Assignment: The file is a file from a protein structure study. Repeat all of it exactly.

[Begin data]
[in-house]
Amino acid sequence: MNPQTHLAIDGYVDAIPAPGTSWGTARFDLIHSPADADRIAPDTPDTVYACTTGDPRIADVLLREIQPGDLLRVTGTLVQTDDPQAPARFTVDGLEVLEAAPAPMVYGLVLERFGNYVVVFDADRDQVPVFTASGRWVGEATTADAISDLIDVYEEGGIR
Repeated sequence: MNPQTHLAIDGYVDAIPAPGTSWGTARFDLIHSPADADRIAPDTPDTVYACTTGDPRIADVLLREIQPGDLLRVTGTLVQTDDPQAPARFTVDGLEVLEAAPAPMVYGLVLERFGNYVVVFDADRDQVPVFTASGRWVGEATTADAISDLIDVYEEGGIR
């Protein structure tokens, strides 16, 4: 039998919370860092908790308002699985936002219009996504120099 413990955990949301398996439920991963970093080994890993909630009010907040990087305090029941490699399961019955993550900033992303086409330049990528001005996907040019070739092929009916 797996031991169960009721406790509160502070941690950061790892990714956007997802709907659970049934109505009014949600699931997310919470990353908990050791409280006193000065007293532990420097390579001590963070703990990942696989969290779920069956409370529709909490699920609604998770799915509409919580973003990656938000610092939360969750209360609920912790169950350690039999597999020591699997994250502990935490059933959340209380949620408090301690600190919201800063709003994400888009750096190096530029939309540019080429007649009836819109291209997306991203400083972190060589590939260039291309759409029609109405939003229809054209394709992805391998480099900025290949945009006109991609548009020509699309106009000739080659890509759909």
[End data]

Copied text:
[in-house]
Amino acid sequence: MNPQTHLAIDGYVDAIPAPGTSWGTARFDLIHSPADADRIAPDTPDTVYACTTGDPRIADVLLREIQPGDLLRVTGTLVQTDDPQAPARFTVDGLEVLEAAPAPMVYGLVLERFGNYVVVFDADRDQVPVFTASGRWVGEATTADAISDLIDVYEEGGIR
Repeated sequence: MNPQTHLAIDGYVDAIPAPGTSWGTARFDLIHSPADADRIAPDTPDTVYACTTGDPRIADVLLREIQPGDLLRVTGTLVQTDDPQAPARFTVDGLEVLEAAPAPMVYGLVLERFGNYVVVFDADRDQVPVFTASGRWVGEATTADAISDLIDVYEEGGIR
């Protein structure tokens, strides 16, 4: 039998919370860092908790308002699985936002219009996504120099 413990955990949301398996439920991963970093080994890993909630009010907040990087305090029941490699399961019955993550900033992303086409330049990528001005996907040019070739092929009916 797996031991169960009721406790509160502070941690950061790892990714956007997802709907659970049934109505009014949600699931997310919470990353908990050791409280006193000065007293532990420097390579001590963070703990990942696989969290779920069956409370529709909490699920609604998770799915509409919580973003990656938000610092939360969750209360609920912790169950350690039999597999020591699997994250502990935490059933959340209380949620408090301690600190919201800063709003994400888009750096190096530029939309540019080429007649009836819109291209997306991203400083972190060589590939260039291309759409029609109405939003229809054209394709992805391998480099900025290949945009006109991609548009020509699309106009000739080659890509759909």